If suggesting that letting go was actually the best and easiest option, then the world be a different place and I would of “fixed” myself long ago. Might as well hand the novice a boomerang in a shaming pose and quietly say, “Throw it.”

I have been angry for most of my life and all too often I take it out on people close to me. When my mother was alive, she carried the brunt of my rage. I did not know why but back then it felt like she was the source of it all. It probably kept me out of prison. On some level she may have known, and took my verbal abuse. Betty was an anger sink for me, keeping me safe when blaming and railing against her for my vulnerability.

With my mother, I wasn't jesting with the world against the stacked house of facades we call society. Done enough, you may find your face filleted. If you are lucky, I'm told. I was better able to fair storms when she lived. When veterans and families have a strong support network, living with the consequences of war is hard enough. For those with little to no support, or loose it they will more often spiral out of control.

I am not here to deny that most of it was my wreckage, nor get into a trolling fight with agents against change. Mind bending, while great for special effects on an unattached screen it is better coped understanding what to expect. I am here for people with PTSD and other brain injuries to navigate the vortex of inner experience in hopes they can better cope.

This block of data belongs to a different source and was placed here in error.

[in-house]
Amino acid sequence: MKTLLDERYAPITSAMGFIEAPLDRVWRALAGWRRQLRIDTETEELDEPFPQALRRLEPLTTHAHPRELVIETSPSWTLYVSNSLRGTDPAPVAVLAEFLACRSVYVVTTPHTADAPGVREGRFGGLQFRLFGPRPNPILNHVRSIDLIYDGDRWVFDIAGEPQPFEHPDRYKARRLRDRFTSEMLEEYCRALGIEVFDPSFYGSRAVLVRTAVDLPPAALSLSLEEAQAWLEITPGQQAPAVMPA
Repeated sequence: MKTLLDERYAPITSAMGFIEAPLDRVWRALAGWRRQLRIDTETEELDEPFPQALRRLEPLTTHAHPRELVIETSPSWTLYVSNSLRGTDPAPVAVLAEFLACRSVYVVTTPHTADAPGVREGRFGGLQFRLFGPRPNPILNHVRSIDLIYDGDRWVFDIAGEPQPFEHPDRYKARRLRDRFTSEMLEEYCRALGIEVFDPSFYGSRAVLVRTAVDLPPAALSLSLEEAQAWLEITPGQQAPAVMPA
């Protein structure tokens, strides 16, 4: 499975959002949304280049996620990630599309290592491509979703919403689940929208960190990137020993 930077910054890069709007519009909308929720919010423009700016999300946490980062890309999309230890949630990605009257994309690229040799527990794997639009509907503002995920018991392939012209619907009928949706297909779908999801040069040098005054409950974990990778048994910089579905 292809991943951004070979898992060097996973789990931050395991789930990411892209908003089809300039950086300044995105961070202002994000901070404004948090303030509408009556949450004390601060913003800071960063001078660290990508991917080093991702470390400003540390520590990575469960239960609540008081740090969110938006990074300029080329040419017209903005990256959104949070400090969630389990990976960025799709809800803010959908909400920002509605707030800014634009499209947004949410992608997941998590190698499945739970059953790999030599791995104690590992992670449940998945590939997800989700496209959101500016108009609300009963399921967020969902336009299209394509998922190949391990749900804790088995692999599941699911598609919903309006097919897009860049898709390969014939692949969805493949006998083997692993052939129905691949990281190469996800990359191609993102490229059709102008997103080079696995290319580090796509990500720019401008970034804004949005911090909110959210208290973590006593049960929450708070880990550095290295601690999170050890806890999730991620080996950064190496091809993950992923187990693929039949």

The house of facades becomes a disorientating sea of emotions, memories and nightmares lost in the waves hurt, delusion, pain and rage for vets with Complex PTSD and Moral Injury. Any one distortion to our self-image could trip a hallucination, attack with your delusions and I

Hurt can become a stoking force under bridges. ~ Scott Lee

Moral Injury, it tries to kill me most days. For us trusting comes too quick, or not fast enough. Hurt, can become a heat sink drowning out reason and clarity. It is rooted in my hate for me, I get that.

I see the struggle for people to take the amount of sorrow silently exuding from my pores. Imagine the internal state one must carry to radiate this energy. It is uncomfortable, I get it. Let's not forget the lion tongue cuts both ways, see my face.

One of the best medicines I have found, is the person willing to sit with you in your sorrow. Whether I am raging at unseen forces, or help me brave the deafening silence.

The crashing waves atop the sea looks scary, to you. I know the unrealized terror of the undercurrents, invisible to the reality above and carry the most power. Where we begin to see scary sea swimming on top, my third eye is constantly churning. Just because we don't talk about it or have a good day, does not mean we do not think about what we did and saw every day.

Not one vet deployed to combat and seen or participated in inflicting high casualty rates comes back unchanged. Apathetic, angry at everyone, betrayed by the media and government on all fronts. Why wouldn't we feel apathetic to your plight, when our problems kill us? We get high profile "veterans" organizations pulling in multi-millions, but those vets get rock star treatment while it's filmed for promotional purposes.